Right now, the BlackBerry KeyONE is selling out in most markets. It has been doing so well they have come up with a special Black Edition, sadly after I got my own KeyONE (because I now want it), and customers apparently are split 50-50 between consumers and business buyers.
I honestly don’t think BlackBerry should have lost to Apple, largely because the iPhone – and similar touchscreen-based designs that now, thanks to iPhone clones, dominate the market – because the design is inherently unsafe.
But I think folks, based on these sales results, are coming back to the idea that if you text, do email, or use any instant messaging heavily, having a keyboard isn’t only faster, it is far safer than using a touchscreen phone.
This brings up the thought that BlackBerry could have won this fight. The reason they didn’t is they didn’t take the threat seriously enough early enough, and they responded by copying Apple, not fighting the trend.
Let’s talk about how BlackBerry could have better defended their turf. (Granted they are mostly a security and software company now doing reasonably well but they nearly owned the professional smartphone market at one time).
How They Lost
When the iPhone was first shown it not only didn’t have any apps, they were thinking of having apps web-hosted rather than resident on the device. When it shipped, it was basically an iPod Touch with a crappy phone feature. Companies like BlackBerry looked at the thing and saw a huge mistake, forgetting that — unlike them — Apple was a marketing powerhouse and it had a huge war chest due to iPod success. They should have thought, “Gee, Apple took out Sony on MP3 players and Sony was massively dominant with the Walkman. Maybe we should be concerned about that marketing part.”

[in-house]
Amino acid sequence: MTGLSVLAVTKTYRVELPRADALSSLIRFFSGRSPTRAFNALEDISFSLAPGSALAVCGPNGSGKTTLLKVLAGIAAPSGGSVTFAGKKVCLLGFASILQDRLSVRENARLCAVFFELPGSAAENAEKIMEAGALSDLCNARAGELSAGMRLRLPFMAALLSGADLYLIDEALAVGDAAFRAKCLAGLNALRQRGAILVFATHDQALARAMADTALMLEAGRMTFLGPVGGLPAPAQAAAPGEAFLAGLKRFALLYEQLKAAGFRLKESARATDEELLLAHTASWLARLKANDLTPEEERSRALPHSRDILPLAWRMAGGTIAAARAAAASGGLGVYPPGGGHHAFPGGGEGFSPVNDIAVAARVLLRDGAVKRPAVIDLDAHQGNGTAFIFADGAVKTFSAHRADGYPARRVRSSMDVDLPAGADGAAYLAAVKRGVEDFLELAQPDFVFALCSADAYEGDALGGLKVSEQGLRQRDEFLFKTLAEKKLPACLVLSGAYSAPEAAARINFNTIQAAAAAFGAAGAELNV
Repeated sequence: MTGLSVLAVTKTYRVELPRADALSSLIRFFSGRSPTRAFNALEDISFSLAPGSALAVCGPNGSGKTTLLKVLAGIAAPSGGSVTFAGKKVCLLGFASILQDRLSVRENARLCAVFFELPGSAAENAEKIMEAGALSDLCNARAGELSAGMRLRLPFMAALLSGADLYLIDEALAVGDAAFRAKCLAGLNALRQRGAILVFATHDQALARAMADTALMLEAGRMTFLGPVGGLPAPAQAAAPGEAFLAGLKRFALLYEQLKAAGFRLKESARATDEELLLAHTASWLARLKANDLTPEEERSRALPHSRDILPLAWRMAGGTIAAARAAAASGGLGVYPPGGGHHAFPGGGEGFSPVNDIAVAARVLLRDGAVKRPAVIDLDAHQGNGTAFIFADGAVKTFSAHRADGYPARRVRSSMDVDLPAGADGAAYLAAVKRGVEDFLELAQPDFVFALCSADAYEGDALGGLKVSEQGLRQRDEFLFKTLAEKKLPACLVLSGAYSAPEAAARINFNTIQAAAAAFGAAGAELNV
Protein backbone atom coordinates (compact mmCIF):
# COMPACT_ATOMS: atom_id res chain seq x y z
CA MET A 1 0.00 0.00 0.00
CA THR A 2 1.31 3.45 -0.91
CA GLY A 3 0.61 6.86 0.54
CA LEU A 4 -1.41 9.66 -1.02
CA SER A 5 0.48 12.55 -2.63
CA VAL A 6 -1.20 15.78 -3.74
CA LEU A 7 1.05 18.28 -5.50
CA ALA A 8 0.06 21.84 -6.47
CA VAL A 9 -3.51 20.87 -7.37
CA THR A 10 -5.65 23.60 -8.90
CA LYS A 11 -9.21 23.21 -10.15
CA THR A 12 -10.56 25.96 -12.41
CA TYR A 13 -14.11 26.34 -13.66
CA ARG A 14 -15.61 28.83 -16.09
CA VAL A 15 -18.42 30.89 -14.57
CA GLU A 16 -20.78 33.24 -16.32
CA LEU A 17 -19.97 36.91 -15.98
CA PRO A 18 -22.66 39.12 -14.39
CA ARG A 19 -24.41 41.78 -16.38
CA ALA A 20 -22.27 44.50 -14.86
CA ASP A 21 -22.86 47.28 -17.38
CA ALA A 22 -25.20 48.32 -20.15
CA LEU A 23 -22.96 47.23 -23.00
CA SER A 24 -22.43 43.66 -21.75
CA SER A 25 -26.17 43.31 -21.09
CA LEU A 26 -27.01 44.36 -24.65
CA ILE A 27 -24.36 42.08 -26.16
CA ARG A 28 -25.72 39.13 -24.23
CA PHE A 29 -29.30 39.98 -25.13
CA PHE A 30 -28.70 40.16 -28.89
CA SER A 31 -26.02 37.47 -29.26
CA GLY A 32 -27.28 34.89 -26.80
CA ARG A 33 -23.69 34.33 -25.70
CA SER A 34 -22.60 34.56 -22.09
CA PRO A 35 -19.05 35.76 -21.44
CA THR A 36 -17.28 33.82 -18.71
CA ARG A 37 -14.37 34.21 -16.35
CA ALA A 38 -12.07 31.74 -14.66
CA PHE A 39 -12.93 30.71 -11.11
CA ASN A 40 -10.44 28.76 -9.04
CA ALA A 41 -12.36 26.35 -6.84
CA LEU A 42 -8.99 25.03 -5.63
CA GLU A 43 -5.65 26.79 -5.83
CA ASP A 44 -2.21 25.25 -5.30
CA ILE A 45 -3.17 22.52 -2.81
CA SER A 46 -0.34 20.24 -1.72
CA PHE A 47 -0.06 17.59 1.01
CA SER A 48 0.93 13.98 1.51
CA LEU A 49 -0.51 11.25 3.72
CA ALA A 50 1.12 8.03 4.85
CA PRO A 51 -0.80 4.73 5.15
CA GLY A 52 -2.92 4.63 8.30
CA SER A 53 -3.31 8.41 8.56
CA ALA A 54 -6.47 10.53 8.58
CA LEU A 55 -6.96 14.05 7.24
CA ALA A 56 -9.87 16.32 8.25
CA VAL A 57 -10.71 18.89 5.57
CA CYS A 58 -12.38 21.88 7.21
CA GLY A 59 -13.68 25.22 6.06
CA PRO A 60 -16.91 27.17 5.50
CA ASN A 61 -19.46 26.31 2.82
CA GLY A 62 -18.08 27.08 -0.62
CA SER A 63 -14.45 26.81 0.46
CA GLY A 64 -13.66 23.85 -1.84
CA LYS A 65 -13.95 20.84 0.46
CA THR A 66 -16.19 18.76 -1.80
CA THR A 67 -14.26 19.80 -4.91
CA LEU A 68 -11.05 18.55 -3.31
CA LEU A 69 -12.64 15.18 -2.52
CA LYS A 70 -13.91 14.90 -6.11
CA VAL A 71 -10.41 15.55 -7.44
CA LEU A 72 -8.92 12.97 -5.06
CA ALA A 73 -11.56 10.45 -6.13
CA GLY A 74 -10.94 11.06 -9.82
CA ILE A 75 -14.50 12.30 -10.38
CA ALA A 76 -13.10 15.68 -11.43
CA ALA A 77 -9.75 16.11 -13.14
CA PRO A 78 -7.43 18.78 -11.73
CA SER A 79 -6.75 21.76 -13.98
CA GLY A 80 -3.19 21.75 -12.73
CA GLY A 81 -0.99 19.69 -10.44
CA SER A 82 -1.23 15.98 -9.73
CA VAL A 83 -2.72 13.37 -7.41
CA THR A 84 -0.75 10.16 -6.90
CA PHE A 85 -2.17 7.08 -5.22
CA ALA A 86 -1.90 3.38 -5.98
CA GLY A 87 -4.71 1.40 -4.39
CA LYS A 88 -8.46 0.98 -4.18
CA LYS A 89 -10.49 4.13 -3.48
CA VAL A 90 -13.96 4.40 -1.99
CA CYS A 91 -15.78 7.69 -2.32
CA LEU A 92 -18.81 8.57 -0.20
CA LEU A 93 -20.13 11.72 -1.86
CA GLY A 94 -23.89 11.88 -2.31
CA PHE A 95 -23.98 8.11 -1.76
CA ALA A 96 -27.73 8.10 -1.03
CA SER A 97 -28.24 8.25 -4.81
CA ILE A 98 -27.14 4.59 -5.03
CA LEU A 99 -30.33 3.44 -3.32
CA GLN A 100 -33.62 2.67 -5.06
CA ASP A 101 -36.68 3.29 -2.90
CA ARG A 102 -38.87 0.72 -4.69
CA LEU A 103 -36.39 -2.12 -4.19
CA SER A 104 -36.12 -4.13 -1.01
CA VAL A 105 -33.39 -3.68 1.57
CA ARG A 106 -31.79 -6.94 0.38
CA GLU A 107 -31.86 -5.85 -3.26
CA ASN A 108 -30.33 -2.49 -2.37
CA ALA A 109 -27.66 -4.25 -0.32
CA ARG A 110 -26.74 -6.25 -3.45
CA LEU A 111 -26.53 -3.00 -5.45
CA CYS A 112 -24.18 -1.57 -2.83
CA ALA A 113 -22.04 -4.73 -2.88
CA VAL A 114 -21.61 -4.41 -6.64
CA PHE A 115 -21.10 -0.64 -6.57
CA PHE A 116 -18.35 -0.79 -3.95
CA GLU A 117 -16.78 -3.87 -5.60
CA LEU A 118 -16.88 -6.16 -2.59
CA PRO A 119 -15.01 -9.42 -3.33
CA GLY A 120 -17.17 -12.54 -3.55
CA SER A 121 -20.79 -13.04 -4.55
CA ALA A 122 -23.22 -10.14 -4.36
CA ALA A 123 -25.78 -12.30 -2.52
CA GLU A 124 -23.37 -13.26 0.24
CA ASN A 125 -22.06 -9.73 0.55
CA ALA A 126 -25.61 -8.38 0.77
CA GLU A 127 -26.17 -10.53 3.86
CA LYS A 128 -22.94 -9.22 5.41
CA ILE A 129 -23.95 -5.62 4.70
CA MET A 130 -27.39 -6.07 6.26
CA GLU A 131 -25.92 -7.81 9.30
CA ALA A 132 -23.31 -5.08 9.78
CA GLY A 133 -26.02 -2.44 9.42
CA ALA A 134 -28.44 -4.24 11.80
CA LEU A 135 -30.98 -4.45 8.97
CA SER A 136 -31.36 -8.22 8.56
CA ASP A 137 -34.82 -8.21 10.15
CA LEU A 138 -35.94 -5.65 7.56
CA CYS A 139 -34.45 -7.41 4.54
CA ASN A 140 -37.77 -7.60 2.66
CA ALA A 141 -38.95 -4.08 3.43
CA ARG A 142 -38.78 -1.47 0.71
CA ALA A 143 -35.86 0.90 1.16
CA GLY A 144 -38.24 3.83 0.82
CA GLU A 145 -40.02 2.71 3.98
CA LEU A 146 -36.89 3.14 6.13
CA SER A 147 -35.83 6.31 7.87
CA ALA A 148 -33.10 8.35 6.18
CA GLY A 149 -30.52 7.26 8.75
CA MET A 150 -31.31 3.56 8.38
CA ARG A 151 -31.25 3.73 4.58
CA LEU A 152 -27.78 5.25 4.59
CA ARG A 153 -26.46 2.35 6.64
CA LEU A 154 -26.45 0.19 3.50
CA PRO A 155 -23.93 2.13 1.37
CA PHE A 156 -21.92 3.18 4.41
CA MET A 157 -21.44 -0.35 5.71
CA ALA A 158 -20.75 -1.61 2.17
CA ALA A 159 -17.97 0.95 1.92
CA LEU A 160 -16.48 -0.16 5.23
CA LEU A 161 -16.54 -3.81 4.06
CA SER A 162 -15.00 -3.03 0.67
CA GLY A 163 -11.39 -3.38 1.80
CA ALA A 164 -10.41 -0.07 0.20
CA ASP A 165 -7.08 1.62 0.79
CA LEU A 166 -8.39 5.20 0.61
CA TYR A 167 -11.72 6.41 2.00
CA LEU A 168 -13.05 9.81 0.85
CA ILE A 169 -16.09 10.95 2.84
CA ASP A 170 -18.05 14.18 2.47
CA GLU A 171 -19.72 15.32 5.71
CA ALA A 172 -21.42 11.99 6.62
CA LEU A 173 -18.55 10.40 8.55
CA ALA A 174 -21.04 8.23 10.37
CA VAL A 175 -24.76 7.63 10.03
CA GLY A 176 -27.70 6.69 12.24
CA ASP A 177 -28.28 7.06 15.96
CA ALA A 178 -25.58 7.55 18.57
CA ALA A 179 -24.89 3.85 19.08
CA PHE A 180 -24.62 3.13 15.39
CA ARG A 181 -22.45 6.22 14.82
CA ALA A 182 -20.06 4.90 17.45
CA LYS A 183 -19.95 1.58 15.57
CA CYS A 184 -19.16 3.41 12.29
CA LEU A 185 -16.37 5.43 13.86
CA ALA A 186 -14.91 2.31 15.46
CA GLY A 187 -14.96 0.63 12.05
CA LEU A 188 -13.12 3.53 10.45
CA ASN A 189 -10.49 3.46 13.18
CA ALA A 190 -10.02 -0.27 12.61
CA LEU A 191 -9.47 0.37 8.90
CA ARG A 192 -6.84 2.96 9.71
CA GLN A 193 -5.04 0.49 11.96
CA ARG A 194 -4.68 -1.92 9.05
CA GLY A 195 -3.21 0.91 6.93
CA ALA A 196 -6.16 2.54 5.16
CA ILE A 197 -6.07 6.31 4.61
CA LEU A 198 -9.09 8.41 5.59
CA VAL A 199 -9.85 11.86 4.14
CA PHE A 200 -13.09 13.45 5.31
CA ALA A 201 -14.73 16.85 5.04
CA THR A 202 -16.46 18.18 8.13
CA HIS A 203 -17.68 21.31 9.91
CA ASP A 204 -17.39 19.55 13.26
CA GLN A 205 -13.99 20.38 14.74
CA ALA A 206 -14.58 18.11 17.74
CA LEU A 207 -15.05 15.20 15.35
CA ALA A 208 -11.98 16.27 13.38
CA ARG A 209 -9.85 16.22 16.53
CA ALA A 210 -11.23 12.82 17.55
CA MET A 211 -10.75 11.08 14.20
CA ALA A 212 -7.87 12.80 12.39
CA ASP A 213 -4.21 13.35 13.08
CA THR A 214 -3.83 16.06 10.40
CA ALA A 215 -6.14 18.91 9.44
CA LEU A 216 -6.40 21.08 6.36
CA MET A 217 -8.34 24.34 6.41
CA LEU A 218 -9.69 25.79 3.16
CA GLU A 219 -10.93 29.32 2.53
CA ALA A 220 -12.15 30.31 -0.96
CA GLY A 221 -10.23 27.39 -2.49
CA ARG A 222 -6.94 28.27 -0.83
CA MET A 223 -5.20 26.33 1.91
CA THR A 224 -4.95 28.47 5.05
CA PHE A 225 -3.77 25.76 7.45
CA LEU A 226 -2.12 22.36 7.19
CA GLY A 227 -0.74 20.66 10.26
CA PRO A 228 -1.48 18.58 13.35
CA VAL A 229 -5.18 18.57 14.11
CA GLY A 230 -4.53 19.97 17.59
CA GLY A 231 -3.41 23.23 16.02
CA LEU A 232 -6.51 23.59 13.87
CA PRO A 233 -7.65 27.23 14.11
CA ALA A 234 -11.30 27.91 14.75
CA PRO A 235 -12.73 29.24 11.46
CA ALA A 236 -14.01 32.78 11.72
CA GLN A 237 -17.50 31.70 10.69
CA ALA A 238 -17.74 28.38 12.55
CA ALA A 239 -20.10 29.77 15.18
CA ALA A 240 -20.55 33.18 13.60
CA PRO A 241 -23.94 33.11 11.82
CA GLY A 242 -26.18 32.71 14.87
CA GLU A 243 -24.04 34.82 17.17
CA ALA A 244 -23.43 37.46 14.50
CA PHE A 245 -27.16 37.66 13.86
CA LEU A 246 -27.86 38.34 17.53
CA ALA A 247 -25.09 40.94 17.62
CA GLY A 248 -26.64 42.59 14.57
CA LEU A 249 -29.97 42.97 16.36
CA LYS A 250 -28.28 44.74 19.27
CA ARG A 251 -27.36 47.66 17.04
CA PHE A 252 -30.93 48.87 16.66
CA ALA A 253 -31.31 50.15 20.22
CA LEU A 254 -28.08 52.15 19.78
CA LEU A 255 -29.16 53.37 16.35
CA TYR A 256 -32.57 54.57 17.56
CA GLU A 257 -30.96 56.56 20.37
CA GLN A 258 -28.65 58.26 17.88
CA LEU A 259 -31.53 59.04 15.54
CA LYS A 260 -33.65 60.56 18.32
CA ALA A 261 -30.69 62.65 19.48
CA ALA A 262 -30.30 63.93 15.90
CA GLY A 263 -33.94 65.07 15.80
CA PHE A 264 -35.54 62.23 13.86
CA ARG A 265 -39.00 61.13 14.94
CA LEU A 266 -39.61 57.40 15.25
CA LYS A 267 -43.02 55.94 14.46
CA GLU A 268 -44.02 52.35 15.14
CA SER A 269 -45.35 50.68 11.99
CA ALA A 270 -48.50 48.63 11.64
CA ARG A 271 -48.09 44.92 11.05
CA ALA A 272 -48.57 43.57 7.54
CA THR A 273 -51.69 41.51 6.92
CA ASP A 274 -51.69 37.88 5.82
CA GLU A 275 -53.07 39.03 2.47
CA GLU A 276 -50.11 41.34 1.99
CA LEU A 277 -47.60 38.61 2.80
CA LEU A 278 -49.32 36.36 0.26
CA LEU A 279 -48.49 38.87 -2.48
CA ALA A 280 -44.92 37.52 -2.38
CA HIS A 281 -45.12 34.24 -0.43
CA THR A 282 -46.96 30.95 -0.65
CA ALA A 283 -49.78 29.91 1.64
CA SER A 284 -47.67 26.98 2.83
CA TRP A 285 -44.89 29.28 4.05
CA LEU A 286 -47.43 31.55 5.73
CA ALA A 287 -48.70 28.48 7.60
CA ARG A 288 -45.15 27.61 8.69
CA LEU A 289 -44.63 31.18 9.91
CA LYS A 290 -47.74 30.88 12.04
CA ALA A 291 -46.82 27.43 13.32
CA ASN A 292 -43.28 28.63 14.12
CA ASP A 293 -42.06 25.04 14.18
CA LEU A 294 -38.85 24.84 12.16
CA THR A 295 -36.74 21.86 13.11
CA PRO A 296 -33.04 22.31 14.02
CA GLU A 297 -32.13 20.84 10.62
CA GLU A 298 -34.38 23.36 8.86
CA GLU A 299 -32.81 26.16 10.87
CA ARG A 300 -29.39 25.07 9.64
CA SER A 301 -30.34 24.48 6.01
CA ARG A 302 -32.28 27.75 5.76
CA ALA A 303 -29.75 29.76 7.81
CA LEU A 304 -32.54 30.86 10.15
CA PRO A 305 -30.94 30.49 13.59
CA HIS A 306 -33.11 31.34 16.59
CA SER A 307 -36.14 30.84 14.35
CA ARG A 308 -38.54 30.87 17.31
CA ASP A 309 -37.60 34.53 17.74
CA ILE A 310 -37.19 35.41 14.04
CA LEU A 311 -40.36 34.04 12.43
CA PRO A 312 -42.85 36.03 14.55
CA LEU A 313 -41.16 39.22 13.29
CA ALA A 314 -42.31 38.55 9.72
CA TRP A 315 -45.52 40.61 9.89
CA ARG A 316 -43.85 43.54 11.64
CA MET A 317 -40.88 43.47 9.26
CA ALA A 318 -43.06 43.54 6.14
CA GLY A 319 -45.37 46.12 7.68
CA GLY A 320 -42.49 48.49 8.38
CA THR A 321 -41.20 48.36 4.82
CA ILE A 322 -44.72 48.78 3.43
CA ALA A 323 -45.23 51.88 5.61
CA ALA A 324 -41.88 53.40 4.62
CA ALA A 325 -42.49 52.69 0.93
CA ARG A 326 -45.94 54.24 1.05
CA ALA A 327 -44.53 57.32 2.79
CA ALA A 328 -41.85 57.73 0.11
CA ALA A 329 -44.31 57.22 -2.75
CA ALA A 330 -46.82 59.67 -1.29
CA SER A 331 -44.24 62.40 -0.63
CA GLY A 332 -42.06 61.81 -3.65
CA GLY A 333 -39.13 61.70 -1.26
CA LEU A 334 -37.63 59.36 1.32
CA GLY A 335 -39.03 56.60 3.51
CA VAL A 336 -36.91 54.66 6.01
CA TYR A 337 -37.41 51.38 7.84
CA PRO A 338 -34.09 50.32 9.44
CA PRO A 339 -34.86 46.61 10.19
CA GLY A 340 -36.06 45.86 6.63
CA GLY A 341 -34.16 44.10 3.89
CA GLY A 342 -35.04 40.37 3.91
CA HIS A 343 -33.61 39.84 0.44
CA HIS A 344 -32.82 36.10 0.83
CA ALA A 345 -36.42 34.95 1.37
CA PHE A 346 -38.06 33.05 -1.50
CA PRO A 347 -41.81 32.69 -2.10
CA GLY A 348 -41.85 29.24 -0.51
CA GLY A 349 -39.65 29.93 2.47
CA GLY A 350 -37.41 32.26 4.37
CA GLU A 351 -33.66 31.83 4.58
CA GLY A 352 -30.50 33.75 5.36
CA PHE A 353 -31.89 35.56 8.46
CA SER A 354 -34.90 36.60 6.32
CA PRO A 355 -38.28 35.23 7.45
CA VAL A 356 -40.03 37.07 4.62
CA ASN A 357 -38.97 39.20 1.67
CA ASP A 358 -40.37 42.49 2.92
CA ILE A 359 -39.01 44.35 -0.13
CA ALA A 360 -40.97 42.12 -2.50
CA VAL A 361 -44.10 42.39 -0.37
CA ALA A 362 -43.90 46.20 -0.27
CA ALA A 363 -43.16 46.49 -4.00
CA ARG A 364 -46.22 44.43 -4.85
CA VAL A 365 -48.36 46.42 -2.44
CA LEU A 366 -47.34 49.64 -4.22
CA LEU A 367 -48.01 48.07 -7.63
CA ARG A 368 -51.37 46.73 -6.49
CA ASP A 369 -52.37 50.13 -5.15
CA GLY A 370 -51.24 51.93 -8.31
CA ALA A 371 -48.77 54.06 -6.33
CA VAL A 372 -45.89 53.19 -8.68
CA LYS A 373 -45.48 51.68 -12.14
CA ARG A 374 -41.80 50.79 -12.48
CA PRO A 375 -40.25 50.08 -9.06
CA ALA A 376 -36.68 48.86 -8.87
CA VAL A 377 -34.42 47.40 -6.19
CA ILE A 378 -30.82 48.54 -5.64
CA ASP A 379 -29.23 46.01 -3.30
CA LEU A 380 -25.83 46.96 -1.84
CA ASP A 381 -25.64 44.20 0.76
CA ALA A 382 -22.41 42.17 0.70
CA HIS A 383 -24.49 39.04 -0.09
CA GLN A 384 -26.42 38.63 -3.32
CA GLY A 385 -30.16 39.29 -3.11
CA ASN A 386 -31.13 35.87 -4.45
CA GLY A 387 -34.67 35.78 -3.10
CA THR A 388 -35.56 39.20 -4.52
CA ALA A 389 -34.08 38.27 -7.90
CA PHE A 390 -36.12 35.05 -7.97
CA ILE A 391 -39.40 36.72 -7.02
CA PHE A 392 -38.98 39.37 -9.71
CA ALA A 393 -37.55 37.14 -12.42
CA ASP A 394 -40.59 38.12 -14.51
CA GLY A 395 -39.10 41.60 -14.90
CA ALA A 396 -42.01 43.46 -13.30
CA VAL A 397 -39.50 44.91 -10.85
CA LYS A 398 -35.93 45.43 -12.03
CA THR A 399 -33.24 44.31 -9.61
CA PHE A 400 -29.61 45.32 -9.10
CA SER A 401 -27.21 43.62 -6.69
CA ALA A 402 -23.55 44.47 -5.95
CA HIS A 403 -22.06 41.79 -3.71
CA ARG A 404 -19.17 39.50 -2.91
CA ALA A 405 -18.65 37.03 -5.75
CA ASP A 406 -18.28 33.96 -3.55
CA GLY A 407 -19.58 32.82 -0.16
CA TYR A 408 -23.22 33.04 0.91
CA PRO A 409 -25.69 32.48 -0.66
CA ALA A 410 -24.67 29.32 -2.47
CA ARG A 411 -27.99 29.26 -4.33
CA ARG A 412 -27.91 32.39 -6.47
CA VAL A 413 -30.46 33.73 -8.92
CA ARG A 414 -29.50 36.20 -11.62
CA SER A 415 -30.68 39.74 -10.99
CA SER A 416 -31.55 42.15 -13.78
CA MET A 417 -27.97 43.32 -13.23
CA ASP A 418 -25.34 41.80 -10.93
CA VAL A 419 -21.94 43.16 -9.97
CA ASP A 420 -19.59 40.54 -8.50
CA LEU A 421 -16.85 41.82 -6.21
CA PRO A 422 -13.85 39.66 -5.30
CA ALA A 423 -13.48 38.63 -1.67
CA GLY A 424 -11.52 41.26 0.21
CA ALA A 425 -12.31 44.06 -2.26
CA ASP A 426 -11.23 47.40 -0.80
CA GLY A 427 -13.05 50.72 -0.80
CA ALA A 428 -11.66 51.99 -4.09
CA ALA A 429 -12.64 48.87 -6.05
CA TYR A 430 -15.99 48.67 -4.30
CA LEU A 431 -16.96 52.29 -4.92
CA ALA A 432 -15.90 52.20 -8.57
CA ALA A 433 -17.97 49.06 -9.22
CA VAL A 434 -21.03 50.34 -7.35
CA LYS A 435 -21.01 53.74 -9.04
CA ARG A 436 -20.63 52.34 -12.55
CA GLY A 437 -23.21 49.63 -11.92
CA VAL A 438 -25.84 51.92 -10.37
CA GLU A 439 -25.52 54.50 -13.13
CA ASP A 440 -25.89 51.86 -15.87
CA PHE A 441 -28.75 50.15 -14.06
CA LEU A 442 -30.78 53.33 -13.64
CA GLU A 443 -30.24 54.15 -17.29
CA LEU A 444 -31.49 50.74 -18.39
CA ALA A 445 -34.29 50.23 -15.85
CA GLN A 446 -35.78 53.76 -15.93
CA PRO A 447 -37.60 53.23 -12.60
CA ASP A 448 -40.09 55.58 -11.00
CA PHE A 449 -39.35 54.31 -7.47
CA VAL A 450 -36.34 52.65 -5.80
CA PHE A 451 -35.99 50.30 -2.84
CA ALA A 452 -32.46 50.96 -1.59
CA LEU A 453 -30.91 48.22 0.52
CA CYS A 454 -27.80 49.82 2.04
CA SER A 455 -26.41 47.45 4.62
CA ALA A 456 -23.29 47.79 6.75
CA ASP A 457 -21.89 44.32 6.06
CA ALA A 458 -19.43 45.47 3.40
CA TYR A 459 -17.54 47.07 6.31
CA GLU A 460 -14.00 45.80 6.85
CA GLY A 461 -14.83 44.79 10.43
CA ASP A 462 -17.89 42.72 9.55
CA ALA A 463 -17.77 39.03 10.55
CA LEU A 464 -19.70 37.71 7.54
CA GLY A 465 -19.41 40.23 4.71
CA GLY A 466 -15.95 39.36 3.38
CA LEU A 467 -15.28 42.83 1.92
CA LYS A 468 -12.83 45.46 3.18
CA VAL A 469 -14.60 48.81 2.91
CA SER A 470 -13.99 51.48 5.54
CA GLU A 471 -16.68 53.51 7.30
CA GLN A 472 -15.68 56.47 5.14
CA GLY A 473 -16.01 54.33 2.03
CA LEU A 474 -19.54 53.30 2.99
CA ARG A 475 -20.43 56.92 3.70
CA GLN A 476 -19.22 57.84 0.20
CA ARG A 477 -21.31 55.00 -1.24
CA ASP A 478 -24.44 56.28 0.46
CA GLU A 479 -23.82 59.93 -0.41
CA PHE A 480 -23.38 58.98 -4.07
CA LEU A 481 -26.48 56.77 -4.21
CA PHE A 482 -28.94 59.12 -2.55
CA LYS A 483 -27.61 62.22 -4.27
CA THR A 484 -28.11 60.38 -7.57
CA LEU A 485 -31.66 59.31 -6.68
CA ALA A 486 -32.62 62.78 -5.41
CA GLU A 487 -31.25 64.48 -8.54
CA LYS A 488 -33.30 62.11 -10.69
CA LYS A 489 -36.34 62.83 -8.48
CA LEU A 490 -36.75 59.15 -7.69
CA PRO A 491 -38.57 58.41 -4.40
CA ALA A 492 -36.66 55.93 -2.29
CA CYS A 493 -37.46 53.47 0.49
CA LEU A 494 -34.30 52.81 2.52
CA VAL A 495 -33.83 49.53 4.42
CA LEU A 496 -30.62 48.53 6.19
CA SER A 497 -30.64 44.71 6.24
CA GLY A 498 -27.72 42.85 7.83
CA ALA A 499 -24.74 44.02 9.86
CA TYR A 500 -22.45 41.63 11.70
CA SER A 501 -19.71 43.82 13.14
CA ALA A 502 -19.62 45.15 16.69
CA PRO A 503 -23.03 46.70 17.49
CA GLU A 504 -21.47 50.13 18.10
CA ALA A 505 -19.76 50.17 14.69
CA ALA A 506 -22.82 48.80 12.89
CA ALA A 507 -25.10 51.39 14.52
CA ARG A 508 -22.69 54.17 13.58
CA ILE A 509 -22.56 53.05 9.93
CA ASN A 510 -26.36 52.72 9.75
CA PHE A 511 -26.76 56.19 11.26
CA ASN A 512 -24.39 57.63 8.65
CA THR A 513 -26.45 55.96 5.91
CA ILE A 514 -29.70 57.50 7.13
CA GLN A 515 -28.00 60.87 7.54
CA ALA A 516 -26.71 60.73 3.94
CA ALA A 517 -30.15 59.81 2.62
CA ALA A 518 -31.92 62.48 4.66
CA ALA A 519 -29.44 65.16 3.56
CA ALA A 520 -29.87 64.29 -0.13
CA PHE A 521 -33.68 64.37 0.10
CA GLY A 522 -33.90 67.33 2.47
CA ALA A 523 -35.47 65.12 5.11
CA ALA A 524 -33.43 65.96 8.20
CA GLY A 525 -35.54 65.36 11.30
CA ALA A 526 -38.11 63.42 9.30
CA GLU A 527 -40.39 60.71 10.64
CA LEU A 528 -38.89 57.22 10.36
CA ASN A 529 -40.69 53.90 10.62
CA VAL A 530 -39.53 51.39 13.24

So instead of pointing out the faults in the iPhone and comparing those faults to what the others did well they just bad mouthed the device personally and generically. As expected, Apple’s installed base bought every iPhone that Apple made, Apple massively improved the product, and then as BlackBerry was looking at plummeting market share, instead of pointing out with Apple-like marketing why folks should prefer their products and working to get the developers that Apple had captured, they tried to create iPhone clones basically handing the market to Apple.
Firms like BlackBerry could create a better BlackBerry that was competitive but even imagining they could create a better iPhone was a fool’s errand because Apple owned what an iPhone was, and simply by not being an iPhone they were screwed.
How They Could Have Won
I think phones like the KEYone particularly showcase how they could have won. First, Apple’s big lever was the phone as something that wasn’t just for work but was also fun. They needed the equivalent of iTunes and fun applications available on the device so they could still leverage their business roots, but address the need that was driving iPhone sales. Apple couldn’t touch what BlackBerry does well — secure and safe communications — so they just had to close the entertainment gap so that their phone was good enough.